The collection of Greg Barbera, a white music journalist, musician, and band manager, from Carrboro, N.C., consists of published versions of his writings, including an article reflecting on the tenth anniversary of Merge Records; a small notebook on Leadfoot; flyers, bumper stickers, and other ephemera documenting the local music scene; PIPE tour contracts; notes and receipts for Mise en Scene, his book project about bands, bars, and people of the Chapel Hill music scene; photocopies of comics drawn by Kevin H. Dixon; 35mm photographic negatives and contact sheets of images Barbera took circa 1995-2005 for the Raleigh, N.C. weekly The Spectator, documenting the local rock music scene; and audio interviews conducted by Barbera with bands and musicians, including Melvins, Willie Nelson, and Aaron Stauffer of the bands Seaweed and Gardner. Audio recordings are on audiocassette and microcassette.Back to Top
Arrangement: by format.
Greg Barbera has supplied this descripton: "The book outline is a series of photos (bands, bars, people etc) with a corresponding page about its/their relevance to the local music scene. Most likely each entry peppered with a few annotations, a glossary at the end?...The receipts are an art element to be used to create a collage with other stuff like those pocket-sized show calendars, ticket stubs, lanyards, promotion items etc. Essentially a piece of the puzzle of the cover layout. The centerfold would be comprised of gig posters by Ron Liberti, Matt Hart, Casey Burns et al."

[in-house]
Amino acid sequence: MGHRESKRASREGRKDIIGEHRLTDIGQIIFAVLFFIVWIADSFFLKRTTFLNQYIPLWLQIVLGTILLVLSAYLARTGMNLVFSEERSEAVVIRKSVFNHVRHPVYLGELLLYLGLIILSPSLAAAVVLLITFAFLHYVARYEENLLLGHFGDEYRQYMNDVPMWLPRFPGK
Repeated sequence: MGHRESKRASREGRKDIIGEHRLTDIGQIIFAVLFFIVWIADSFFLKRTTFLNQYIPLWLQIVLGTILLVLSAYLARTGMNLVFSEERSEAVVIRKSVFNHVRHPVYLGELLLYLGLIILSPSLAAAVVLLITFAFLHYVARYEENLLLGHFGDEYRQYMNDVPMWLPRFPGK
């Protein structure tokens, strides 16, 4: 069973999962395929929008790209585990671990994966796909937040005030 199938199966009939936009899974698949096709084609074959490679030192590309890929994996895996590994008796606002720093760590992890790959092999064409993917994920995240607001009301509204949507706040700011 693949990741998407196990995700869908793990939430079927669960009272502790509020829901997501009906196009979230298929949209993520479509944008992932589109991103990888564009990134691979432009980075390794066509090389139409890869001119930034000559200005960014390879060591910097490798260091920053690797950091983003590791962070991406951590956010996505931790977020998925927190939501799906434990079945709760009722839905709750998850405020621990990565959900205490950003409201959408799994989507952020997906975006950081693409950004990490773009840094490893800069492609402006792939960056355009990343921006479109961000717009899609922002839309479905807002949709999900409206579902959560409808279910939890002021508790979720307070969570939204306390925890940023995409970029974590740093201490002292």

|Oversize Box OB-20556/1|
Photographic Prints, Photographic Negatives, Mounted 35mm Slides
Photographs taken by Barbera depicting various bands, bars, and people of the Chapel Hill, N.C., music scene. Also included are some images of Merge Records in Durham, N.C.; as well as a few sets of images depicting music venues and bands in Raleigh, N.C.
|SFC Audio Cassette FS-20556/1||
Ryan Adams; Mike Craver, Wagoner's Lad #20556, Series: "Greg Barbera Collection, 1995-2005." FS-20556/1
|SFC Audio Cassette FS-20556/2||
|SFC Audio Cassette FS-20556/3||
|SFC Audio Cassette FS-20556/4||
|SFC Audio Cassette FS-20556/5||
Aaron Stauffer of Seaweed (active 1991-1999) and Gardner (active 1999)
Processed by: Nancy Kaiser, Patrick Cullom, Anne Wells, January 2019
Encoded by: Nancy Kaiser, January 2019
Since August 2017, we have added ethnic identities for individuals and families represented in collections. To determine ethnic identity, we rely on self-identification; other information supplied to the repository by collection creators or sources; public records, press accounts, and secondary sources; and contextual information in the collection materials. Omissions of ethnic identities in finding aids created or updated after August 2017 are an indication of insufficient information to make an educated guess or an individual's preference for ethnicity to be excluded from description. When we have misidentified, please let us know at firstname.lastname@example.org.Back to Top